By Ninette Cheng
Northwest Asian Weekly
Nov. 6 marked a special day for Bob Hasegawa: the lifelong labor rights champion was elected to his first term in Washington State Senate.
But Hasegawa is hardly new to politics. He has served six years as State Representative of Washington’s 11th District, representing Tukwila, the southern part of Renton, and Beacon Hill in Seattle. As senator, he will be replacing retiring senator, Margarita Prentice, and will be one of three minorities in the state senate.
A lifelong social activist, Hasegawa identifies education, civil rights, environmentalism, trade unions, and trade amongst the issues that concern him most. In a way, his start began before he was even born.
“My family, parents, and grandparents [were] interned during World War II and stripped of civil rights,” Hasegawa said. “Having grown up after World War II, I really developed this appreciation of the fragility of civil rights and this need to protect them. That sort of framed my view of the world in protecting the constitution and our freedoms that we sometimes take for granted.”
Hasegawa’s activism work began at the age of 21 when he worked at UPS and became a member of the Teamsters Union. He was elected the head of the Teamsters Local 174 for nine years before becoming the head of the national pro-democracy reform movement. In 2001, he ran for internal vice president.
Cindy Domingo, the chief of staff for King County Council Member Larry Gossett, has known Hasegawa for 15 years, starting with his work with Teamsters.
“[Hasegawa] rose to the level of the only person of color on the international executive board,” Domingo said. “He was not only tenacious, but he would go 150 percent of the way to ensure that the interests of workers are represented at the very top. When he decided to go into politics, he wanted to do the same thing.”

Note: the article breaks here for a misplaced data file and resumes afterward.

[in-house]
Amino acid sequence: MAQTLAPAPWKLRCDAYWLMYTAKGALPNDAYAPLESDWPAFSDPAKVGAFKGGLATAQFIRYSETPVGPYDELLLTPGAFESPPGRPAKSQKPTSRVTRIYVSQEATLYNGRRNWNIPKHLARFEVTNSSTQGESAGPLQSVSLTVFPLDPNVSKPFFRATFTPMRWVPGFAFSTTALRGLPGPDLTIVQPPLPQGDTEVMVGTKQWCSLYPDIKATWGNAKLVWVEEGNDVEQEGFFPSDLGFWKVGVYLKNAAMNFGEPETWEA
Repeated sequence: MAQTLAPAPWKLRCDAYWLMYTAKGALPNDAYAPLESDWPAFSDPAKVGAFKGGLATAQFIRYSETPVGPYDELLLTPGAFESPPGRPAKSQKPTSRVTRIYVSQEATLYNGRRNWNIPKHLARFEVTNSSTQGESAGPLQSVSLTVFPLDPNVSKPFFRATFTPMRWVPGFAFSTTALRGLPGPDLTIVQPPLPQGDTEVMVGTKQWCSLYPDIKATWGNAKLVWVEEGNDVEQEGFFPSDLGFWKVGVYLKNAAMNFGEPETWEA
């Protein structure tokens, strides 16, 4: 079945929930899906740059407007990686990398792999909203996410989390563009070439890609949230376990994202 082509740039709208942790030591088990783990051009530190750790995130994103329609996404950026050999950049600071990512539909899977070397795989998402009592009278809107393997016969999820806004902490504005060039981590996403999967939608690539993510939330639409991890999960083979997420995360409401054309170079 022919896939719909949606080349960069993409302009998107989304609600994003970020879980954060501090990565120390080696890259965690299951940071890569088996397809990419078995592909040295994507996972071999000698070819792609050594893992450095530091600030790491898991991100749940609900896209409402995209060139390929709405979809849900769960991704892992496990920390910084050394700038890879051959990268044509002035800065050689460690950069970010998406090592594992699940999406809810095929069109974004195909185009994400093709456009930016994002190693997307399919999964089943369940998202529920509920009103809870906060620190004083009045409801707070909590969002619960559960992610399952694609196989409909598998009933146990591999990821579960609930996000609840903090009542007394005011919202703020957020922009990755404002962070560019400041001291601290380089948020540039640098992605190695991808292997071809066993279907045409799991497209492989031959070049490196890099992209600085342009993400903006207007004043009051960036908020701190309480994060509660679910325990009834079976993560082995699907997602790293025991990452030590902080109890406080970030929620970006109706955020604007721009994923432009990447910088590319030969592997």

Hasegawa first ran for the State House of Representatives in 2005 and has stayed involved in the issues that concerned him as a union leader since.
“We should have equal opportunity to everything society has to offer, including education, business opportunities, clean air, environment, and transportation,” Hasegawa said. “I’ve been working to try and rebuild a collective vision. Once we all share that vision of what a civilized society should be, it should be much easier to start working towards that.”
Hasegawa is also on the board of Asian Pacific American Labor Alliance, AFL-CIO (APALA), where he works to build the power of Asian Pacific Islanders in the labor union.
“To build power, you build a lot of alliances with similar workers, [such as the] Latino, immigrant, and LGBT groups,” he said. “The labor movement doesn’t operate in a vacuum.
It operates in the real world. We get involved with a lot of real world issues like supporting environmentalism and supporting fair trade movements.”
In addition to social justice, Hasegawa is involved in numerous financial issues. A top priority is establishing a state-owned bank (House Bill 2434).
“The concept is, right now, when we collect all of our tax revenue, it goes to the state bank account at Bank of America,” Hasegawa explained. “[With a state bank,] we deposit the profit dollars in our own bank and make profit for our tax payers. We control the money and can use it to invest in our own community, not Wall Street, so we can meet a lot of our infrastructure needs and can do a ton of good work for our state.”
Hasegawa’s focus right now is on his upcoming first term as a state senator.
“Right now, the state is lacking vision in what we want our state to be,” he said. “ I think we have that vision, but people have lost [it].”
Domingo is confident of the years of value Hasegawa has brought to workers and minorities.
“He’s been consistent all these years in the values that he brings to the table, she said. “I’ve been proud of my association with Bob. [He is an] ally in the struggle for justice. I’m glad he represents us in the state legislature” (end)
Ninette Cheng can be reached at email@example.com.